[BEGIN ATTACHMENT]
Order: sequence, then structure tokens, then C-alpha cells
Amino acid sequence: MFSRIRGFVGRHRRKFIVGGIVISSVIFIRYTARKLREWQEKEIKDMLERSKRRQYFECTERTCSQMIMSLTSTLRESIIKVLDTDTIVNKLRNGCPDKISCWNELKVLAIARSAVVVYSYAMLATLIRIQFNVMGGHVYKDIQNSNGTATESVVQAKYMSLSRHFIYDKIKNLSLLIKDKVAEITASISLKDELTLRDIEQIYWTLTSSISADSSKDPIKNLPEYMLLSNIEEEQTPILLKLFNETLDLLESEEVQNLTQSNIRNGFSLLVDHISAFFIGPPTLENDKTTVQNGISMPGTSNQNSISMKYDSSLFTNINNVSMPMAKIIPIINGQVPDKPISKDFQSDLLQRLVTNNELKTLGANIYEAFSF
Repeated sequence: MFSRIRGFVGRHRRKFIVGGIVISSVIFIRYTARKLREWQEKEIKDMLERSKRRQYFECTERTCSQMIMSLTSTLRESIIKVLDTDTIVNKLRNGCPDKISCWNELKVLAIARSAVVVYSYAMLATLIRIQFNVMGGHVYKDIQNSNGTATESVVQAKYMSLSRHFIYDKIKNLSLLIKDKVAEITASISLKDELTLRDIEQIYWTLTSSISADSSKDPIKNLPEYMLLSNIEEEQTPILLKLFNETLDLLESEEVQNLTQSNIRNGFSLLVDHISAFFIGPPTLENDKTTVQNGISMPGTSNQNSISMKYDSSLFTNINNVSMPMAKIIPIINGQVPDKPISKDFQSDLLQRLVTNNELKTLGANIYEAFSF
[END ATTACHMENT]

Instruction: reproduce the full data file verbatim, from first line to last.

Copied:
Order: sequence, then structure tokens, then C-alpha cells
Amino acid sequence: MFSRIRGFVGRHRRKFIVGGIVISSVIFIRYTARKLREWQEKEIKDMLERSKRRQYFECTERTCSQMIMSLTSTLRESIIKVLDTDTIVNKLRNGCPDKISCWNELKVLAIARSAVVVYSYAMLATLIRIQFNVMGGHVYKDIQNSNGTATESVVQAKYMSLSRHFIYDKIKNLSLLIKDKVAEITASISLKDELTLRDIEQIYWTLTSSISADSSKDPIKNLPEYMLLSNIEEEQTPILLKLFNETLDLLESEEVQNLTQSNIRNGFSLLVDHISAFFIGPPTLENDKTTVQNGISMPGTSNQNSISMKYDSSLFTNINNVSMPMAKIIPIINGQVPDKPISKDFQSDLLQRLVTNNELKTLGANIYEAFSF
Repeated sequence: MFSRIRGFVGRHRRKFIVGGIVISSVIFIRYTARKLREWQEKEIKDMLERSKRRQYFECTERTCSQMIMSLTSTLRESIIKVLDTDTIVNKLRNGCPDKISCWNELKVLAIARSAVVVYSYAMLATLIRIQFNVMGGHVYKDIQNSNGTATESVVQAKYMSLSRHFIYDKIKNLSLLIKDKVAEITASISLKDELTLRDIEQIYWTLTSSISADSSKDPIKNLPEYMLLSNIEEEQTPILLKLFNETLDLLESEEVQNLTQSNIRNGFSLLVDHISAFFIGPPTLENDKTTVQNGISMPGTSNQNSISMKYDSSLFTNINNVSMPMAKIIPIINGQVPDKPISKDFQSDLLQRLVTNNELKTLGANIYEAFSF